• Start and End time
  • Time occurred since last HIB
  • Duration
  • Distance
  • Max Speed

Considering the type of actions that are calculated in a HIB, we can establish that the HIB is a reflection of the athlete’s capacity to endure high neuromuscular load with little time for recovery.

This is key aspect of sport-specific fitness that can be appreciated in moments such as 1v1 situations, where constant change of direction and pace is required to beat an opponent. Therefore, exposing players to more and longer HIBs can lead to improvements in force production and neuromuscular resistance.

An example for the application and visualization of HIBs is shown in Figure 3, where the average duration of HIBs of each drill of a training session is displayed.

This type of report allows the sports scientist to know the length of HIBs the athlete was exposed to in each drill, providing feedback on how effective each drill was to stimulate this aspect of training.

Figure 3: a team’s average duration of high intensity bursts (s) during each drill of a training session.

High Intensity Activities

A CSV export containing metric details of each of the High Intensity Activities. The High Intensity Activities are Accelerations, Decelerations and Sprints. The zone of the accelerations and decelerations shown in the report are defined by the active zones determined in Sonra Desktop settings. The sprints displayed are according to the sprint entry speed in the player profile and the sprint configuration established in Sonra Desktop settings. The metrics included in this report are:

  • Start and End time
  • Time since last activity (specific to the type of activity)
  • Duration
  • Distance
  • Magnitude (only shown for accelerations and decelerations in m/s/s)
  • Average Metabolic Power
  • Dynamic Stress Load


Similar to the Sprints report, the HIA report allows us to extract high-detailed information about each event. These can be combined in a chart to display different metric values of a high intensity activity, for example, in Figure 4 where the magnitude, distance and duration of the accelerations completed in a training drill is displayed.

By combining different metrics in one chart, we are able to give a better visual representation of the performance of each acceleration.

This allows the practitioner to make important observations: the strongest accelerations in magnitude had lower distances covered and duration, acceleration #12 covered longer distance with shorter duration, among others.

Figure 4: acceleration events during a training drill showing the magnitude (m/s/s), distance covered (m) and duration (s).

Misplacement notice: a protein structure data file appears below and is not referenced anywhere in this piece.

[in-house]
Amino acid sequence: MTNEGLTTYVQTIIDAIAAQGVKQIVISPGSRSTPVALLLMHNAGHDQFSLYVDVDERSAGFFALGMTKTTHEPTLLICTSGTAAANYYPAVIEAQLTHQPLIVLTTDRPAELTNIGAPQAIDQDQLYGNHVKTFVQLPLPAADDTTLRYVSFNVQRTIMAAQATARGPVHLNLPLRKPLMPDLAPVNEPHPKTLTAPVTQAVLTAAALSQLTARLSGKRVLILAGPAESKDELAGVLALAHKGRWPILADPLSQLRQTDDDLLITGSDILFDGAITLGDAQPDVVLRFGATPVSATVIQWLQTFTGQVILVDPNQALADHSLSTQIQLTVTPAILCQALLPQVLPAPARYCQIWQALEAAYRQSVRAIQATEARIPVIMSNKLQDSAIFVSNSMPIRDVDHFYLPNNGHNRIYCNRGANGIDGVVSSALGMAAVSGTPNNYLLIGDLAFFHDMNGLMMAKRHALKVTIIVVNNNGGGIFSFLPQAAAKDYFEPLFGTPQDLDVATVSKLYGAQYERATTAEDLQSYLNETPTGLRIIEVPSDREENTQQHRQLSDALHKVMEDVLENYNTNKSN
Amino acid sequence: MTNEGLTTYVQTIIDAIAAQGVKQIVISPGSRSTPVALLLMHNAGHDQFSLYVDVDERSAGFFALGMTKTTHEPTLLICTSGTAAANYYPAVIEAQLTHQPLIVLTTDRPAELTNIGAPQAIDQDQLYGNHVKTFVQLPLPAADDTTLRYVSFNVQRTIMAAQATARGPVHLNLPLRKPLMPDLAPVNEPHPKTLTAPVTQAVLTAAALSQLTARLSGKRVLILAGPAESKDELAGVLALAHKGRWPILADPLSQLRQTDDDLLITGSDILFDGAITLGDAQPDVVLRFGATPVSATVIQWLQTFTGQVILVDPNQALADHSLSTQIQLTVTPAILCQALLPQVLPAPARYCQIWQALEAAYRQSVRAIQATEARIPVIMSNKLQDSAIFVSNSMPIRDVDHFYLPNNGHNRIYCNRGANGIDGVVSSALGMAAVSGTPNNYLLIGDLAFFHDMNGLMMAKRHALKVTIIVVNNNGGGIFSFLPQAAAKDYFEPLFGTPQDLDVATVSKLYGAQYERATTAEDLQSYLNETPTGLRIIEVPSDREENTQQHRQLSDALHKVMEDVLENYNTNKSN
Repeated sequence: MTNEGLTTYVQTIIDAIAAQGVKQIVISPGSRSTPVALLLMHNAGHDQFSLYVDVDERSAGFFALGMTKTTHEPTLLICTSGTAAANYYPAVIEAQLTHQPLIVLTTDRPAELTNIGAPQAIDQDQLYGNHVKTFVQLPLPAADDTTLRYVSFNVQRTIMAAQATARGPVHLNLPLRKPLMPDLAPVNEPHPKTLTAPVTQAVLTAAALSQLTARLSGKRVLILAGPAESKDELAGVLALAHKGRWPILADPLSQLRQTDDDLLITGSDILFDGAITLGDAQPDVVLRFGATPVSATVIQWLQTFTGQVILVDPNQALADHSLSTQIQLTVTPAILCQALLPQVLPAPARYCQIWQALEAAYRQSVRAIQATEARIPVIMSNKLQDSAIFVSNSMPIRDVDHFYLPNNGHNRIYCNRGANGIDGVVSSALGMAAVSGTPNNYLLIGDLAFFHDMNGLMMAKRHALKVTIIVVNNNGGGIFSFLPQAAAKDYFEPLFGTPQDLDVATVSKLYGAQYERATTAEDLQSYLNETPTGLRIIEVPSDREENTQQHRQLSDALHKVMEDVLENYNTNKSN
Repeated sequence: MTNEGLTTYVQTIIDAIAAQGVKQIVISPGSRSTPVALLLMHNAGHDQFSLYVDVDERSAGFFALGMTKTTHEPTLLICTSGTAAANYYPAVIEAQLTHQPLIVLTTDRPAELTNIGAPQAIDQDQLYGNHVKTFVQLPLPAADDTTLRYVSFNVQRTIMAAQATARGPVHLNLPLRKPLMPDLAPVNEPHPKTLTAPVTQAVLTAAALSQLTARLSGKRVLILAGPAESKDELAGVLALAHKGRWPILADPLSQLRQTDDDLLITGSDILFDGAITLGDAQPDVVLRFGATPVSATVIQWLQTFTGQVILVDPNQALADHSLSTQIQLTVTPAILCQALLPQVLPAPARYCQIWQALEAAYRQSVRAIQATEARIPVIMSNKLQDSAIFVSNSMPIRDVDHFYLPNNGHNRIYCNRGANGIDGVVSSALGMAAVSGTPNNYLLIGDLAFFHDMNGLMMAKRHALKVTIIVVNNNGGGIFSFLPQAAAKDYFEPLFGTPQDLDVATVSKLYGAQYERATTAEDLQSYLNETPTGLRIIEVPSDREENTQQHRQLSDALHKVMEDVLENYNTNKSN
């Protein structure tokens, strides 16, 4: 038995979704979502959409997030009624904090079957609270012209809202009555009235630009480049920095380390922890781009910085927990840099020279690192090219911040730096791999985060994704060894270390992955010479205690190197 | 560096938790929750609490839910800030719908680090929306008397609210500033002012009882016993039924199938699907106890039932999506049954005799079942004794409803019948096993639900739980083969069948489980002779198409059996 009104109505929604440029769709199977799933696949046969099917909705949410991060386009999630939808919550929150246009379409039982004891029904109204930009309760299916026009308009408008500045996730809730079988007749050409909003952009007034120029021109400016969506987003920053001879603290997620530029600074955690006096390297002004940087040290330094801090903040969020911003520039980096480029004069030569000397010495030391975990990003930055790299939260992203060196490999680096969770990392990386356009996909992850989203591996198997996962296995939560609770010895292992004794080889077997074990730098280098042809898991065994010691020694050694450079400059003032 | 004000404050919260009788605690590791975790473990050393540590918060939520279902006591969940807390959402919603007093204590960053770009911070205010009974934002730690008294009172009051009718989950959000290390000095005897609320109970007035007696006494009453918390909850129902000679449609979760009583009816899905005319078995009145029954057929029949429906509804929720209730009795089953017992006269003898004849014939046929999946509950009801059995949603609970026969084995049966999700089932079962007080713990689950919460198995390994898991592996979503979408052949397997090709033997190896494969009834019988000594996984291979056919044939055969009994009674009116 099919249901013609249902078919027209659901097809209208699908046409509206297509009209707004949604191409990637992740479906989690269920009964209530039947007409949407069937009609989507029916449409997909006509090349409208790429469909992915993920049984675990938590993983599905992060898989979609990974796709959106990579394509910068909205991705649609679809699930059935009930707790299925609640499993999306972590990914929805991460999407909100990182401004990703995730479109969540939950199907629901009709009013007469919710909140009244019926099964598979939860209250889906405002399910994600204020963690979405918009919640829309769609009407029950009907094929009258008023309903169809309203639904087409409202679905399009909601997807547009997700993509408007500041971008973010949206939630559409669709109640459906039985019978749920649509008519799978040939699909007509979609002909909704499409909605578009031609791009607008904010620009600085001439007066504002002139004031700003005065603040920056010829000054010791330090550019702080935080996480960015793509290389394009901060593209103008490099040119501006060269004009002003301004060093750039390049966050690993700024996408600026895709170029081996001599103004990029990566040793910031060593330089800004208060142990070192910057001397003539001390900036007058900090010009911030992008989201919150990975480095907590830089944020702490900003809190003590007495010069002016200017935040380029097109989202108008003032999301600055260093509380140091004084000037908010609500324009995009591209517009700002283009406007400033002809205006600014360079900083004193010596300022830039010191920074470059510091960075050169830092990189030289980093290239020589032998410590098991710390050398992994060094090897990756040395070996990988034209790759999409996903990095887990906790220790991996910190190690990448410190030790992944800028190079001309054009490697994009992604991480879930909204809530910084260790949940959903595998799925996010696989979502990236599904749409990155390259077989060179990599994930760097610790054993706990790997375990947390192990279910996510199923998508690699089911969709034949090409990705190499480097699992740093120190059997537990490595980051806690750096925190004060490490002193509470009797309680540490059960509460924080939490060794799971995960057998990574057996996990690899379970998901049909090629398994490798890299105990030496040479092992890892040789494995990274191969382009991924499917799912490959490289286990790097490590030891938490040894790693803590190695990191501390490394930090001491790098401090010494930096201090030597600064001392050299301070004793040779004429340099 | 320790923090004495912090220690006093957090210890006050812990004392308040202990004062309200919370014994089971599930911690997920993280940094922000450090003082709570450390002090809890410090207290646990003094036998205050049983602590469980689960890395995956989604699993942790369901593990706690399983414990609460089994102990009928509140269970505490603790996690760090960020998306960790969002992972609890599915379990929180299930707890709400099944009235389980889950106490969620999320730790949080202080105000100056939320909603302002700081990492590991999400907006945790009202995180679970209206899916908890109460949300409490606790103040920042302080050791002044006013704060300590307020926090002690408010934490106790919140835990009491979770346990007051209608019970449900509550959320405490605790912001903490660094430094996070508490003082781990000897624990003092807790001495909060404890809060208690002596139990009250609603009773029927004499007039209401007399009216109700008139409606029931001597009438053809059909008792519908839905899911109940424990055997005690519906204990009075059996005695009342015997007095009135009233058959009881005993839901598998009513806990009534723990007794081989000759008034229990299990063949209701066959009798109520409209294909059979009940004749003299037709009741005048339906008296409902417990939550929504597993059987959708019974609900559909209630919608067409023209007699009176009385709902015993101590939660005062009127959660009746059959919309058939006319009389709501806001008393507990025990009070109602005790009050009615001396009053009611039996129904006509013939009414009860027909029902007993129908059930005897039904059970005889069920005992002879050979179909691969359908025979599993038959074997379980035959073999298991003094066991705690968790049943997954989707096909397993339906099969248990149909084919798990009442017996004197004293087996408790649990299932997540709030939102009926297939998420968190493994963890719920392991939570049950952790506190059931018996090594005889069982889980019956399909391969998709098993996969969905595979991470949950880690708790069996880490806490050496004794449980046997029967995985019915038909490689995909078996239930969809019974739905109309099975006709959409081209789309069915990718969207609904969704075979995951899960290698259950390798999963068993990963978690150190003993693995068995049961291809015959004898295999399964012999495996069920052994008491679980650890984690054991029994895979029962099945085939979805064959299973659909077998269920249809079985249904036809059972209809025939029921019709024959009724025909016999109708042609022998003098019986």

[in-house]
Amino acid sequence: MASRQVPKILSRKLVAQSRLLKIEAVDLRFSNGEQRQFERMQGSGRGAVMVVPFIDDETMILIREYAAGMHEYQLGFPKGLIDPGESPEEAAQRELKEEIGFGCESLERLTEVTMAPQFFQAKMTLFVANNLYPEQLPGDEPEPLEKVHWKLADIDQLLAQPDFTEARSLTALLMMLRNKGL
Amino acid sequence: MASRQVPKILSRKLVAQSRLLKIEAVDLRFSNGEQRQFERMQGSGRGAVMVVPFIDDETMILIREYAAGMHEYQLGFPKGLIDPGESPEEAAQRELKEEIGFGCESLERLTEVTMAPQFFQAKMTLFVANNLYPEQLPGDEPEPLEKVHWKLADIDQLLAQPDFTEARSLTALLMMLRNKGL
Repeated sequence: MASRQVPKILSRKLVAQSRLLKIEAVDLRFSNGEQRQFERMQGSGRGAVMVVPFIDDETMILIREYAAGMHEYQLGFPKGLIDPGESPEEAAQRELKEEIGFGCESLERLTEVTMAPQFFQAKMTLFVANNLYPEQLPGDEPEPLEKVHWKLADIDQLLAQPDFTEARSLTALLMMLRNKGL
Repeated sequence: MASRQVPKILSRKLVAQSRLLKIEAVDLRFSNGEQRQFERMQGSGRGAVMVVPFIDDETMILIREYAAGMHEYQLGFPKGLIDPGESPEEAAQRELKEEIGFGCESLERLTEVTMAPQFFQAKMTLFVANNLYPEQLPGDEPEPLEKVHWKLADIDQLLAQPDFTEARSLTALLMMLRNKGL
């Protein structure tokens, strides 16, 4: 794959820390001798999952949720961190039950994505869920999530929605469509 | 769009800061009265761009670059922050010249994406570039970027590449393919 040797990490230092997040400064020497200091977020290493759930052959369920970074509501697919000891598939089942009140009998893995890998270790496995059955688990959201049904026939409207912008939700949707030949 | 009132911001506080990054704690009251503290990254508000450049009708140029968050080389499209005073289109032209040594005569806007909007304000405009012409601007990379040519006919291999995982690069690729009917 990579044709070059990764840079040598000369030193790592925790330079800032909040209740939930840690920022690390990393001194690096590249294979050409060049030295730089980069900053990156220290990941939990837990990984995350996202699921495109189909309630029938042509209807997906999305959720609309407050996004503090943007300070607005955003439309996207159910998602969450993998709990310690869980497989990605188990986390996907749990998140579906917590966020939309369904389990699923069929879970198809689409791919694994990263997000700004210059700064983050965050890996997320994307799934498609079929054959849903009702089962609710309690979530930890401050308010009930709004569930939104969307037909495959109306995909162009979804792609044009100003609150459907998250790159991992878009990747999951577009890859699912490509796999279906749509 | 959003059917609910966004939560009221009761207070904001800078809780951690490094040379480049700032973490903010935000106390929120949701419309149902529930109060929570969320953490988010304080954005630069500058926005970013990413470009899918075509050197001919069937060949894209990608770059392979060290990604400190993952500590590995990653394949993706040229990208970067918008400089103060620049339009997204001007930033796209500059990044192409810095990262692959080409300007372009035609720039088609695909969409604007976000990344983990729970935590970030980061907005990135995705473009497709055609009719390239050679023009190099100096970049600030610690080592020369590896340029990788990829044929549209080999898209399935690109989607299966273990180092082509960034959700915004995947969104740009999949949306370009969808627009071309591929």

Rugby and Goalkeeper exports

Finally, another 3 metric event exports are available to produce specific reports. These include two rugby-specific outputs: the Collisions export, which describes details such as the collision load, time to feet and post collision acceleration during these events; and the Scrums export, which includes the impacts (for front, second and back lines), sync time, load, time to feet and post scrum acceleration for each scrum event.

Last, the Dives export is a report specific for football goalkeepers which includes detailed metrics for each individual dive: dive direction, time since last dive, dive power, load, return to feet, peak impact, max speed, acceleration, deceleration, dynamic stress load and total loading in each axis.

These reports are of specific interest for rugby teams and goalkeeper coaches, who can benefit from the detailed information of these high-intensity, crucial actions of the sport to fine-tune the physical performance of players, prescribe recovery protocols, reduce the risk of injury and improve the distribution of the training load.


The intention of this article is to inform the users of the Metric Event Exports tool and the applications and interpretations it can produce.

Metric event exports are detailed CSV reports that contain detailed metric information for each specific action during a session.

The use of metric event exports allows the practitioner to make a deeper analysis of the physical activities performed by breaking down each event in different metric outputs.

The data can be used to assess the athlete’s performance – their speed and endurance, ability to repeat explosive efforts, fitness level, force, and power, which can ultimately be interpreted to maximize athlete’s potential and reduce their risk of injury.

It is important for users to present the data in visual representations in order to easily identify trends, patterns and outliers.

A few examples of visualizations were given in this text, but these are only a display of the potential reports that can be produced with the datasets, since the presentation and interpretation of the data will be specific to each team or organization’s objectives and expectations.

Finally, it is worth highlighting the importance of considering the context of each training session or match before making conclusive statements of the data.

The results found in our reports will always be influenced by external factors such as training conditions, match strategies and events, and other players interactions, as well as internal factors such as fatigue, sleep, nutrition and readiness to train.

Taken together, the Metric Event exports are a valuable tool for sports scientists to extract valuable metric information that is not normally available in the regular exports and can be used to improve the monitoring of training load.


  1. Wisbey, B., Montgomery, P.G., Pyne, D.B. and Rattray, B., 2010. Quantifying movement demands of AFL football using GPS tracking. Journal of science and Medicine in Sport, 13(5), pp.531-536.
  2. Gabbett, T.J. and Ullah, S., 2012. Relationship between running loads and soft-tissue injury in elite team sport athletes. The Journal of Strength & Conditioning Research, 26(4), pp.953-960.
  3. Rossi, A., Perri, E., Trecroci, A., Savino, M., Alberti, G. and Iaia, M.F., 2016, December. Characterization of in-season elite football trainings by GPS features: The Identity Card of a Short-Term Football Training Cycle. In 2016 IEEE 16th International conference on data mining workshops (ICDMW) (pp. 160-166).